Through the Internet scholarly dictionaries can potentially reach a very large audience. However, at present scholarly dictionaries providing reliable information are often not easy to find and hard to decode for a non-academic audience; ‘traditional’ dictionary users tend to use easily accessible non-academic, user-generated dictionaries. In order to let a larger audience benefit from high quality dictionary content, we should bridge the gap between the general public and scholarly dictionaries by improving acces to these dictionaries and making them more widely known.
Most scholarly dictionary projects make their products available on the Internet or are planning to go online. All of them find themselves confronted with similar problems relating to technologies for producing lexicographical content, presentation of content, interaction with dictionary users, etc. Most dictionaries take different approaches to and find different solutions for these problems. So far European cooperation in these fields has been restricted to bilateral collaborations. There is a clear need for a broader and more systematic exchange of expertise and for the establishment of common standards and solutions.
In the past few years, innovative electronic dictionaries have been created that no longer resemble traditional paper dictionaries but try to fully exploit the new possibilities of the digital medium. Though serious attempts have already been made at embedding electronic lexicography into a theoretical framework, a new research paradigm and common standards for electronic lexicography are still lacking. And so are common standards and cooperation for the interlinking of content of digitized dictionaries and innovative e-dictionaries.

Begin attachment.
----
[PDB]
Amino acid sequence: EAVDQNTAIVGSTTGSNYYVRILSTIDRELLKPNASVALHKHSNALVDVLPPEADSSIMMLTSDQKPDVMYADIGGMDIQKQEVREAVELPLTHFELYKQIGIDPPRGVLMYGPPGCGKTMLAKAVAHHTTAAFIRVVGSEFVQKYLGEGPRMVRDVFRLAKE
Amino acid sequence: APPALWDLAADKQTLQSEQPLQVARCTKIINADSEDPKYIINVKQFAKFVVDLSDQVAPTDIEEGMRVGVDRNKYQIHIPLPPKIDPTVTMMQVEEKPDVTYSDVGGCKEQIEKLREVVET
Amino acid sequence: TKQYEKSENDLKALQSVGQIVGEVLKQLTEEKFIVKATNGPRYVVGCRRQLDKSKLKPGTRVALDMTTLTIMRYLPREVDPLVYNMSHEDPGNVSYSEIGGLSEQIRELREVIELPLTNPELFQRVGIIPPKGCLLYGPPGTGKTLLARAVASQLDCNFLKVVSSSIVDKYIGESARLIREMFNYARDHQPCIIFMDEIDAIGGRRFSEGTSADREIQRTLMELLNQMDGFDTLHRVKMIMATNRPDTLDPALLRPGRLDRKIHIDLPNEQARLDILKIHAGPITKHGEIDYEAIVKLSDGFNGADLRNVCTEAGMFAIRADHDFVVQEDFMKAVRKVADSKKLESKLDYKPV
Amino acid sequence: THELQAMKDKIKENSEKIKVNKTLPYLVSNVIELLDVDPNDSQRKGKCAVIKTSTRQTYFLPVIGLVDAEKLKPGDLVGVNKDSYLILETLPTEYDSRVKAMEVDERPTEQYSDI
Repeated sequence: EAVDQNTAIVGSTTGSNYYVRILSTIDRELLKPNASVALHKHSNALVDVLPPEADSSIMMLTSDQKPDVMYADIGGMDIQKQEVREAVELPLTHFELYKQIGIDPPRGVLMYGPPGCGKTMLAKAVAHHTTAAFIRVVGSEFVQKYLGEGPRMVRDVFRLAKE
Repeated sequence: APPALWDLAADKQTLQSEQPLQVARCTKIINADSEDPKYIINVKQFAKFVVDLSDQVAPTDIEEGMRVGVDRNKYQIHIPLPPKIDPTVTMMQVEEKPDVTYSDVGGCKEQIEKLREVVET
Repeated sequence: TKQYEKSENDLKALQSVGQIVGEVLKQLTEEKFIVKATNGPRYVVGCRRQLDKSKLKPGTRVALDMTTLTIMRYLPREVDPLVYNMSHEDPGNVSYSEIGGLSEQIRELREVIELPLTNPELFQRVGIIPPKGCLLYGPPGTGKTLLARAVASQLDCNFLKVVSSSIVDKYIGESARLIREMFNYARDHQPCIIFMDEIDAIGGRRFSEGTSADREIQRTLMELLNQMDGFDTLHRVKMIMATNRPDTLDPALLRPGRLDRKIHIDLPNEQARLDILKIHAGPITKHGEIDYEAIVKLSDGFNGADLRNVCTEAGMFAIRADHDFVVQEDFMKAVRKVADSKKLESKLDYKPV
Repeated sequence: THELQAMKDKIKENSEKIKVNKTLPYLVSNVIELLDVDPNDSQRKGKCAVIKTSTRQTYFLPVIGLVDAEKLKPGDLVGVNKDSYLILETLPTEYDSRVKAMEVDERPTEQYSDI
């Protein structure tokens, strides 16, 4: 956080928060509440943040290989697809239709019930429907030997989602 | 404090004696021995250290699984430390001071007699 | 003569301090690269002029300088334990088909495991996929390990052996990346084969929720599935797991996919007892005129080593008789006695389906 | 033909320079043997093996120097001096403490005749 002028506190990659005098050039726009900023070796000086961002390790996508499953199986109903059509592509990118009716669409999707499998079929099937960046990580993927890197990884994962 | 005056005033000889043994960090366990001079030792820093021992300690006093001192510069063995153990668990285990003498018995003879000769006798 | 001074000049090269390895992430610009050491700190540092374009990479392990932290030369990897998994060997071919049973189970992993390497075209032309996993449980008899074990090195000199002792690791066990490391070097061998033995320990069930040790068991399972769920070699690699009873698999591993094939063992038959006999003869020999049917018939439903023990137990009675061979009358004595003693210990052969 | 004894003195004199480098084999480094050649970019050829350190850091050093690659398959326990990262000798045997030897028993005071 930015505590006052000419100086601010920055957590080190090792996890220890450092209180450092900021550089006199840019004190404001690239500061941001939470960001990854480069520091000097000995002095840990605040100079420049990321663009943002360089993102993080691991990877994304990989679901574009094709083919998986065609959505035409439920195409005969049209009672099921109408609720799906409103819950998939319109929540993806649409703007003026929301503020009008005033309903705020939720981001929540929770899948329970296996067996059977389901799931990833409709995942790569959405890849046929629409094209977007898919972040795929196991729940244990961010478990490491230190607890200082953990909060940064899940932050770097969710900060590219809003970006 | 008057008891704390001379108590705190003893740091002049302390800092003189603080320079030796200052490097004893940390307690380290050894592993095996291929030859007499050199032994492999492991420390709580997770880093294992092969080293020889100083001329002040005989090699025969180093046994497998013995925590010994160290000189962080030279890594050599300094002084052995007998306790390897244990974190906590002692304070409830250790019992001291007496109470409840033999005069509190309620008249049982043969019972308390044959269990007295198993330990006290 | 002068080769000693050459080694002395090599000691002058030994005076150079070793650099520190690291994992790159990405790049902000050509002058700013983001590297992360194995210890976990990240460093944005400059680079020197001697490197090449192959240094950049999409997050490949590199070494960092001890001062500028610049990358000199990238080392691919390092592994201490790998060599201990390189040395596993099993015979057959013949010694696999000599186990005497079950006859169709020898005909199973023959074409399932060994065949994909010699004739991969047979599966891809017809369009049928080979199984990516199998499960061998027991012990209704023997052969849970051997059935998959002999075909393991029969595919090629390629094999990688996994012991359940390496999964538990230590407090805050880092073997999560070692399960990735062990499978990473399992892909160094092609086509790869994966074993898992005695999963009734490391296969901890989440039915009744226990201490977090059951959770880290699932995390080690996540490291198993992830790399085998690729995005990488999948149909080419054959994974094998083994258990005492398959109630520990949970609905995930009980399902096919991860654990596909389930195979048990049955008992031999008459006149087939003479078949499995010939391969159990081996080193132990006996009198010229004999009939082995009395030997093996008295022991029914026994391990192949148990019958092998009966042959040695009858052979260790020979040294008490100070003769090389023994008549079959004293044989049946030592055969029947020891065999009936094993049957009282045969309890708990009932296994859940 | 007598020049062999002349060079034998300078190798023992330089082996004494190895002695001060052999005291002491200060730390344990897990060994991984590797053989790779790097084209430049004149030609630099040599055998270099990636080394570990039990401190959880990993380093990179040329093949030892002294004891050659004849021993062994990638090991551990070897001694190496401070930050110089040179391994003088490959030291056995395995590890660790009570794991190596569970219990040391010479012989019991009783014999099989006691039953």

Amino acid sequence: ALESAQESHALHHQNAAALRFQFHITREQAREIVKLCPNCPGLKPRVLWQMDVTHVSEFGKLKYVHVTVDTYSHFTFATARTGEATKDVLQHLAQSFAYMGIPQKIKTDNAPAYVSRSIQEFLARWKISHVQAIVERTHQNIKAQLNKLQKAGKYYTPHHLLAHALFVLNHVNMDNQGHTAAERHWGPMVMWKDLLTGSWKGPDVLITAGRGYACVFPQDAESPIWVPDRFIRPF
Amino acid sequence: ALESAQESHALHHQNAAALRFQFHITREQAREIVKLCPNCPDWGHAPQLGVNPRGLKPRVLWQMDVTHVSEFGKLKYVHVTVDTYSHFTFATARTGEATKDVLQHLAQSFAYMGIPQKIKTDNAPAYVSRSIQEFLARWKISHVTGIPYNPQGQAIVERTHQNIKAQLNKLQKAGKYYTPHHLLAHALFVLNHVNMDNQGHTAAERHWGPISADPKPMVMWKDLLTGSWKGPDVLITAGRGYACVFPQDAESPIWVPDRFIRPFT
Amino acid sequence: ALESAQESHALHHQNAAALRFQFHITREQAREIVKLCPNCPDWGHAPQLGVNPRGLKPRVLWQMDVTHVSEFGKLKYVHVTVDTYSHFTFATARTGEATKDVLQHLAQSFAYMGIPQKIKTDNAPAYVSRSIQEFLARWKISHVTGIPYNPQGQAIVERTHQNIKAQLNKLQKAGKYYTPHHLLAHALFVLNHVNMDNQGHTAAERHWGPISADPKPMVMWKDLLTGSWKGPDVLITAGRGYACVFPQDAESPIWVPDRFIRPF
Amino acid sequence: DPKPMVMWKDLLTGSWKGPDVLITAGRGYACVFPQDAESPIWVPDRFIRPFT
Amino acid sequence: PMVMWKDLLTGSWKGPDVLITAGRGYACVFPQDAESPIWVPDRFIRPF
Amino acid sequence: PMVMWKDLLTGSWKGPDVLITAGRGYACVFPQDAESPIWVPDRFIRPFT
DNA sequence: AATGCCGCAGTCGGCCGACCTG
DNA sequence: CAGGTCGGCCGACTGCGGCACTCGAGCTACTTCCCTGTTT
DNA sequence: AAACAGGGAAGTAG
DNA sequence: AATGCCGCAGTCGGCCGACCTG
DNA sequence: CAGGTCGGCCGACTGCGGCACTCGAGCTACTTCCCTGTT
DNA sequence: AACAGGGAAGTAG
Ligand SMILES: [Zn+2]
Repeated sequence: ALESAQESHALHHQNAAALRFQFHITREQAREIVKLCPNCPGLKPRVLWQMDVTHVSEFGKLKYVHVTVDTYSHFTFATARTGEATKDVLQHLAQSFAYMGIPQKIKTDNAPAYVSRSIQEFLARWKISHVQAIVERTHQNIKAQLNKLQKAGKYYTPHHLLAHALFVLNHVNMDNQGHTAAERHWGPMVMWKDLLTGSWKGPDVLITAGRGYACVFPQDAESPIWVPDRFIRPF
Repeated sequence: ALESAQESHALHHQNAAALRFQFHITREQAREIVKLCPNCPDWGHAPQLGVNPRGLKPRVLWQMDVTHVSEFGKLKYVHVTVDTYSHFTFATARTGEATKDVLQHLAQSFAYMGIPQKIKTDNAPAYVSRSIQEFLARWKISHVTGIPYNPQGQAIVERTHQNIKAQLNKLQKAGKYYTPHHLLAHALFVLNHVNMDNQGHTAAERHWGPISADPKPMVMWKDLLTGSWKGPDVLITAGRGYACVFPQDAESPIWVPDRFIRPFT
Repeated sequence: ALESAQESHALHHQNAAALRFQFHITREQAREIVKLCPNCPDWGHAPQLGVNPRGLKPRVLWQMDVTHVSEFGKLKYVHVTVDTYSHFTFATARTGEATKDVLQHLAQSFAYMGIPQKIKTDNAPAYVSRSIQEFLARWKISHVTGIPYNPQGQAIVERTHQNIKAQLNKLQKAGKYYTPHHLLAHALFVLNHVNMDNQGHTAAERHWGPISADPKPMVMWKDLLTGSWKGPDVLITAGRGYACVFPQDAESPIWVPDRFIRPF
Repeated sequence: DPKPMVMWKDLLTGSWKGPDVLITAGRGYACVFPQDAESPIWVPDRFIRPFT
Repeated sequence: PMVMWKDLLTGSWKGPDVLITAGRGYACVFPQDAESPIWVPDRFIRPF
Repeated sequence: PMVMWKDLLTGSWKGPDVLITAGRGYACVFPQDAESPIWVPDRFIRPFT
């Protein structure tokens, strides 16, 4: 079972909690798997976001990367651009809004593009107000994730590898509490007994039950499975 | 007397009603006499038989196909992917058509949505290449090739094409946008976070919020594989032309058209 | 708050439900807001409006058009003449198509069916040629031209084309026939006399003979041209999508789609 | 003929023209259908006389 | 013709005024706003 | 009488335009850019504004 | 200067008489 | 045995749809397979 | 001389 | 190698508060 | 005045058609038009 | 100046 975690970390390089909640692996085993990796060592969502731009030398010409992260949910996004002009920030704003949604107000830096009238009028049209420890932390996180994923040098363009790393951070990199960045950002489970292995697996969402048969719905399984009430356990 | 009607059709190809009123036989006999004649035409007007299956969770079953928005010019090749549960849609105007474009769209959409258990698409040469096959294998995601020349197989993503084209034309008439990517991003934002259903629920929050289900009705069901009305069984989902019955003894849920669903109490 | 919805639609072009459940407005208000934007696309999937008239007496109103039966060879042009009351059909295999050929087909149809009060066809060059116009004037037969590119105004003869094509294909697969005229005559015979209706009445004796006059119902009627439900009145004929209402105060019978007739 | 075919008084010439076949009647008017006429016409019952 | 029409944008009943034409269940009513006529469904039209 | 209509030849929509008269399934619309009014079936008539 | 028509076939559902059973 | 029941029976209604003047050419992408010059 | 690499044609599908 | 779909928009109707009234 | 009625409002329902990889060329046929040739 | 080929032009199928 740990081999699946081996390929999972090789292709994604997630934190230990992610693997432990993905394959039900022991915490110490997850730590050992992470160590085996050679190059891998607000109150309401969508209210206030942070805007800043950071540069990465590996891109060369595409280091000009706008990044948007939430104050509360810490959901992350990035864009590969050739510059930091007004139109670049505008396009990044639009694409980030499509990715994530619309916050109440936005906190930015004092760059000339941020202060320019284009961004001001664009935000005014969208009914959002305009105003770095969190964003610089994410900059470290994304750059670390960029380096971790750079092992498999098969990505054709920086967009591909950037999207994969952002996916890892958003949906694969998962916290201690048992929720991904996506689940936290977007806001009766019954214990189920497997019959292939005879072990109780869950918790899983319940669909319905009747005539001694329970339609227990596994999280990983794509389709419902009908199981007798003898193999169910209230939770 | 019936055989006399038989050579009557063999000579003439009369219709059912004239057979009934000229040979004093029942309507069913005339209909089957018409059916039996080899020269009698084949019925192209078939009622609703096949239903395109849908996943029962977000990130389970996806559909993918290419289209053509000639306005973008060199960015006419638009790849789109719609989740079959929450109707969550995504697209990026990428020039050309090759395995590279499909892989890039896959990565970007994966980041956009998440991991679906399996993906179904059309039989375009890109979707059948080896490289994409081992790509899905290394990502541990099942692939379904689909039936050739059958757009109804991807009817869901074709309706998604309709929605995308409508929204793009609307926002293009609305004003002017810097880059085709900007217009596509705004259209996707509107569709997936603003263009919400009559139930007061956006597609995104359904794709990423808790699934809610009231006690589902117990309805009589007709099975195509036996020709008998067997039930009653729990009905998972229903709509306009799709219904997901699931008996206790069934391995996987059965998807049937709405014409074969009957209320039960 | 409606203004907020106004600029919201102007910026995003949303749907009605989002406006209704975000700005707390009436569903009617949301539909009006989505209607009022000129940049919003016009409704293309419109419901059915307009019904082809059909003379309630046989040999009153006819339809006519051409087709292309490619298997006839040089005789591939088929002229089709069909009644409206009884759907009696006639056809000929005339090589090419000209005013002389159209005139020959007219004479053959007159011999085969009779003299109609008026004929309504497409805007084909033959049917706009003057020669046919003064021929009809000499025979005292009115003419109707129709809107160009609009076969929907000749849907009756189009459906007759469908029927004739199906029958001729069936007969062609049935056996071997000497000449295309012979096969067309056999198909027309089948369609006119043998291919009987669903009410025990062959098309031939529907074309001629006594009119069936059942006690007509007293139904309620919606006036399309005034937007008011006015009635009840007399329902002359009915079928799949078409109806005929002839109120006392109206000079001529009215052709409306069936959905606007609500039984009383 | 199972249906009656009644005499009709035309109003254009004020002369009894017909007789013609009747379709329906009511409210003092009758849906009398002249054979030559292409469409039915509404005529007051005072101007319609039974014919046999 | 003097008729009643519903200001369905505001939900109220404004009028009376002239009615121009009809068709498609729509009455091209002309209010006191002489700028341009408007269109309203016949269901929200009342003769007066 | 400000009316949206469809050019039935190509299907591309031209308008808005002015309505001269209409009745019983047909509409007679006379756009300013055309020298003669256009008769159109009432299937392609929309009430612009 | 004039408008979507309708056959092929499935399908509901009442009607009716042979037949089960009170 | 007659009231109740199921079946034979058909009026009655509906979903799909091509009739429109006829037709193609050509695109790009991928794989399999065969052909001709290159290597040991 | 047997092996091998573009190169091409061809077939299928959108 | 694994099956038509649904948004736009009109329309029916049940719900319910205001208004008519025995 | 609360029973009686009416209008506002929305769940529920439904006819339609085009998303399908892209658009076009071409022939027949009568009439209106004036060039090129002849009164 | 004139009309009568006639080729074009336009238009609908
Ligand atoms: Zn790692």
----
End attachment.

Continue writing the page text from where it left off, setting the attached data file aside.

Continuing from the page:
The digital medium has the potential for a new type of lexicography that no longer views languages as isolated entities. Language migration has always been part of language history, yet this is often not properly reflected in dictionaries. Many dictionaries have their origins in the 19th century, where a national perspective on language prevailed. Consequently, the information in the dictionaries is mostly presented from the point of view of a single language, not sufficiently taking into account similar or related developments in other European languages. This view of languages often also dominates modern dictionaries. There is a clear need for a common approach to e-lexicography that forms the basis for a new type of lexicography that fully embraces the pan-European nature of much of the vocabularies of languages spoken in Europe.